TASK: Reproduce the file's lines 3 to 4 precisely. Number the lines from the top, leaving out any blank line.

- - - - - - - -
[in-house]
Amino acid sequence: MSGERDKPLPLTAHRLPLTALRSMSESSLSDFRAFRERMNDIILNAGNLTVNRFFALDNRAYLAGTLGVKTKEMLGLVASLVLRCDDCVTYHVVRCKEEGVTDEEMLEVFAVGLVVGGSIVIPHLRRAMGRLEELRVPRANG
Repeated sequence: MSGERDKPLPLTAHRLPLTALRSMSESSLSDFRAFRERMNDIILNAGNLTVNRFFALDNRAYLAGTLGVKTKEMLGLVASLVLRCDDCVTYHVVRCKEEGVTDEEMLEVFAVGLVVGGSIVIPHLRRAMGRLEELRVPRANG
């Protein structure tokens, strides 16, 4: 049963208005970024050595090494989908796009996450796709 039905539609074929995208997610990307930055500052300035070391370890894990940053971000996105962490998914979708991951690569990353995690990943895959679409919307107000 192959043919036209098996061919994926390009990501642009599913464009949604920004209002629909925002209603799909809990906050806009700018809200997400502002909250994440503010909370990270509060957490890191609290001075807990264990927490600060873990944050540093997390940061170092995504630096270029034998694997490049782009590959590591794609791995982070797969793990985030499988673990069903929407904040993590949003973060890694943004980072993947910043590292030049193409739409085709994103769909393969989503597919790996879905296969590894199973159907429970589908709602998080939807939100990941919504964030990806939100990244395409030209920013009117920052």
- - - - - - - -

Repeated sequence: MSGERDKPLPLTAHRLPLTALRSMSESSLSDFRAFRERMNDIILNAGNLTVNRFFALDNRAYLAGTLGVKTKEMLGLVASLVLRCDDCVTYHVVRCKEEGVTDEEMLEVFAVGLVVGGSIVIPHLRRAMGRLEELRVPRANG
């Protein structure tokens, strides 16, 4: 049963208005970024050595090494989908796009996450796709 039905539609074929995208997610990307930055500052300035070391370890894990940053971000996105962490998914979708991951690569990353995690990943895959679409919307107000 192959043919036209098996061919994926390009990501642009599913464009949604920004209002629909925002209603799909809990906050806009700018809200997400502002909250994440503010909370990270509060957490890191609290001075807990264990927490600060873990944050540093997390940061170092995504630096270029034998694997490049782009590959590591794609791995982070797969793990985030499988673990069903929407904040993590949003973060890694943004980072993947910043590292030049193409739409085709994103769909393969989503597919790996879905296969590894199973159907429970589908709602998080939807939100990941919504964030990806939100990244395409030209920013009117920052």